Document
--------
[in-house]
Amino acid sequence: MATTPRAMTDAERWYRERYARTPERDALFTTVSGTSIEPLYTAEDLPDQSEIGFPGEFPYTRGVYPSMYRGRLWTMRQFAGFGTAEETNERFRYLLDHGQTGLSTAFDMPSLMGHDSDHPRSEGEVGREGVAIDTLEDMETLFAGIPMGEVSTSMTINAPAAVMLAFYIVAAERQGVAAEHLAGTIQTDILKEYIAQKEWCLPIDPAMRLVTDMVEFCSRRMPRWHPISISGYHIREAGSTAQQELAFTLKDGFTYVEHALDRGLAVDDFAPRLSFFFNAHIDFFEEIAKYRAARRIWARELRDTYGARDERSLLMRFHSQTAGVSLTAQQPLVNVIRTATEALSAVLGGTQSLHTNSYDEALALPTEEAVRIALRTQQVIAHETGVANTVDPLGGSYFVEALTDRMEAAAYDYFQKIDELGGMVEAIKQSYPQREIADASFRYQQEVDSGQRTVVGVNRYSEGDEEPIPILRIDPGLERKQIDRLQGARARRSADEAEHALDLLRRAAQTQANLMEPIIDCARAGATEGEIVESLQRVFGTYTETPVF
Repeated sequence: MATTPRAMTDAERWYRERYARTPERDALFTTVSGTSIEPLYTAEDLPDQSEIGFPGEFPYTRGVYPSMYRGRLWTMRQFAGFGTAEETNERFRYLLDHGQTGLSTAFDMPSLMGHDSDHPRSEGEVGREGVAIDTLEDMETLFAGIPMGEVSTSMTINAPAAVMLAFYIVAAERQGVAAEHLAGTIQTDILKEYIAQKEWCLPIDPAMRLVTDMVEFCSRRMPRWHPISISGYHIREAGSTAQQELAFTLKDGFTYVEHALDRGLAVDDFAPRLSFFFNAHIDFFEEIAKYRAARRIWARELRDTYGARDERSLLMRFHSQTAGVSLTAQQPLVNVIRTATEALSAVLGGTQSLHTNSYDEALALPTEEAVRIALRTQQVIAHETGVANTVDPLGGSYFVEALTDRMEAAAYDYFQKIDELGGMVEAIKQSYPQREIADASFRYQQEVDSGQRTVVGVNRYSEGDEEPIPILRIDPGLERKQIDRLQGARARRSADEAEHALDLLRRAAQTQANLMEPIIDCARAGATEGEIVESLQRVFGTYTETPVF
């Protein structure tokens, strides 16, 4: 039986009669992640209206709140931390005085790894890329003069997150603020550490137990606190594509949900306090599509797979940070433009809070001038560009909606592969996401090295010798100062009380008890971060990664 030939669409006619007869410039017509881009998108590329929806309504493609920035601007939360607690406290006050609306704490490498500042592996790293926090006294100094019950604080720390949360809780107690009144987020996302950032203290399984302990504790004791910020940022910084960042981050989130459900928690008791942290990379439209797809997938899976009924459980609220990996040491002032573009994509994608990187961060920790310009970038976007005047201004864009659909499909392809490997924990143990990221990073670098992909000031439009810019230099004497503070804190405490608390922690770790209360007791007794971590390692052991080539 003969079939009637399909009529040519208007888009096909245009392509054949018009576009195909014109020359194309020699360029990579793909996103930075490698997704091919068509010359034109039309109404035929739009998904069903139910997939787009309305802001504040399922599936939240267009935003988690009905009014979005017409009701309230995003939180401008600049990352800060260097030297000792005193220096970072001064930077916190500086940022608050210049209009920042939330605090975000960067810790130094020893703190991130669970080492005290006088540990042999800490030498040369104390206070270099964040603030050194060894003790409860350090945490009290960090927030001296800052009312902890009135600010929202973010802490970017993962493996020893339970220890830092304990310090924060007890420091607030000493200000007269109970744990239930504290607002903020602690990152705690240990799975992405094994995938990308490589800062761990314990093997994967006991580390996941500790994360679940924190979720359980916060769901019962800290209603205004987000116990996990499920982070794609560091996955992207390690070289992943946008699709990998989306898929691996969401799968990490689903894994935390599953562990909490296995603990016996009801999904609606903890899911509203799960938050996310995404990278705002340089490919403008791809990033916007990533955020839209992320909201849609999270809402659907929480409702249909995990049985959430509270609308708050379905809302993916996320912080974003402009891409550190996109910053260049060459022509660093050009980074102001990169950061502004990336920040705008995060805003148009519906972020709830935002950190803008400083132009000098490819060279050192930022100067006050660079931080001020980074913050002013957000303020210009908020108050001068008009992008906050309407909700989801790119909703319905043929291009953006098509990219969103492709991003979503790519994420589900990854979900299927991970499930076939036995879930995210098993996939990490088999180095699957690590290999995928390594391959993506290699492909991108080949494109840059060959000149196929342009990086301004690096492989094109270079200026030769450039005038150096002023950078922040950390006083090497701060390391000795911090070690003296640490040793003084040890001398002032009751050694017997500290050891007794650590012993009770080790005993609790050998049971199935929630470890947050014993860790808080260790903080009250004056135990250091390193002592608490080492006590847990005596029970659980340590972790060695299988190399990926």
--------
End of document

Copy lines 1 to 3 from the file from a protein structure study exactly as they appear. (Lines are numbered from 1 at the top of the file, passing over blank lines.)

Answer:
[in-house]
Amino acid sequence: MATTPRAMTDAERWYRERYARTPERDALFTTVSGTSIEPLYTAEDLPDQSEIGFPGEFPYTRGVYPSMYRGRLWTMRQFAGFGTAEETNERFRYLLDHGQTGLSTAFDMPSLMGHDSDHPRSEGEVGREGVAIDTLEDMETLFAGIPMGEVSTSMTINAPAAVMLAFYIVAAERQGVAAEHLAGTIQTDILKEYIAQKEWCLPIDPAMRLVTDMVEFCSRRMPRWHPISISGYHIREAGSTAQQELAFTLKDGFTYVEHALDRGLAVDDFAPRLSFFFNAHIDFFEEIAKYRAARRIWARELRDTYGARDERSLLMRFHSQTAGVSLTAQQPLVNVIRTATEALSAVLGGTQSLHTNSYDEALALPTEEAVRIALRTQQVIAHETGVANTVDPLGGSYFVEALTDRMEAAAYDYFQKIDELGGMVEAIKQSYPQREIADASFRYQQEVDSGQRTVVGVNRYSEGDEEPIPILRIDPGLERKQIDRLQGARARRSADEAEHALDLLRRAAQTQANLMEPIIDCARAGATEGEIVESLQRVFGTYTETPVF
Repeated sequence: MATTPRAMTDAERWYRERYARTPERDALFTTVSGTSIEPLYTAEDLPDQSEIGFPGEFPYTRGVYPSMYRGRLWTMRQFAGFGTAEETNERFRYLLDHGQTGLSTAFDMPSLMGHDSDHPRSEGEVGREGVAIDTLEDMETLFAGIPMGEVSTSMTINAPAAVMLAFYIVAAERQGVAAEHLAGTIQTDILKEYIAQKEWCLPIDPAMRLVTDMVEFCSRRMPRWHPISISGYHIREAGSTAQQELAFTLKDGFTYVEHALDRGLAVDDFAPRLSFFFNAHIDFFEEIAKYRAARRIWARELRDTYGARDERSLLMRFHSQTAGVSLTAQQPLVNVIRTATEALSAVLGGTQSLHTNSYDEALALPTEEAVRIALRTQQVIAHETGVANTVDPLGGSYFVEALTDRMEAAAYDYFQKIDELGGMVEAIKQSYPQREIADASFRYQQEVDSGQRTVVGVNRYSEGDEEPIPILRIDPGLERKQIDRLQGARARRSADEAEHALDLLRRAAQTQANLMEPIIDCARAGATEGEIVESLQRVFGTYTETPVF